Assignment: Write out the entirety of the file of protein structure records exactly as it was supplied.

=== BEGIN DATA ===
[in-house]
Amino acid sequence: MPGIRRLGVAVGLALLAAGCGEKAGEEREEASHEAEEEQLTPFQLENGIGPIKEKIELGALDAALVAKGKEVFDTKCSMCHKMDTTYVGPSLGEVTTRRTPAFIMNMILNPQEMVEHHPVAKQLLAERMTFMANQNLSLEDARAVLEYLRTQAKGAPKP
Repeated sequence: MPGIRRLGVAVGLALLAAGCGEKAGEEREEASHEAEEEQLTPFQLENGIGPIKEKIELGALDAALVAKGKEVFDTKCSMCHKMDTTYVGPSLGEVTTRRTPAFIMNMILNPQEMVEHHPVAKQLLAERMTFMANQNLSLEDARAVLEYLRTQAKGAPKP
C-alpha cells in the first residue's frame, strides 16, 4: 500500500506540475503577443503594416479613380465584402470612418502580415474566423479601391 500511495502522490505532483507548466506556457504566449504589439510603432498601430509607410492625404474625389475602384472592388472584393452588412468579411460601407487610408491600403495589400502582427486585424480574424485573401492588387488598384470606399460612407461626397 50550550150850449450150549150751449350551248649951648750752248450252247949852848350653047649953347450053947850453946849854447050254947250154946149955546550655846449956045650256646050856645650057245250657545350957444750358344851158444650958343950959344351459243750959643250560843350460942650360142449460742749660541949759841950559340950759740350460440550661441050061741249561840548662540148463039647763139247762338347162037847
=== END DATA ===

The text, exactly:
[in-house]
Amino acid sequence: MPGIRRLGVAVGLALLAAGCGEKAGEEREEASHEAEEEQLTPFQLENGIGPIKEKIELGALDAALVAKGKEVFDTKCSMCHKMDTTYVGPSLGEVTTRRTPAFIMNMILNPQEMVEHHPVAKQLLAERMTFMANQNLSLEDARAVLEYLRTQAKGAPKP
Repeated sequence: MPGIRRLGVAVGLALLAAGCGEKAGEEREEASHEAEEEQLTPFQLENGIGPIKEKIELGALDAALVAKGKEVFDTKCSMCHKMDTTYVGPSLGEVTTRRTPAFIMNMILNPQEMVEHHPVAKQLLAERMTFMANQNLSLEDARAVLEYLRTQAKGAPKP
C-alpha cells in the first residue's frame, strides 16, 4: 500500500506540475503577443503594416479613380465584402470612418502580415474566423479601391 500511495502522490505532483507548466506556457504566449504589439510603432498601430509607410492625404474625389475602384472592388472584393452588412468579411460601407487610408491600403495589400502582427486585424480574424485573401492588387488598384470606399460612407461626397 50550550150850449450150549150751449350551248649951648750752248450252247949852848350653047649953347450053947850453946849854447050254947250154946149955546550655846449956045650256646050856645650057245250657545350957444750358344851158444650958343950959344351459243750959643250560843350460942650360142449460742749660541949759841950559340950759740350460440550661441050061741249561840548662540148463039647763139247762338347162037847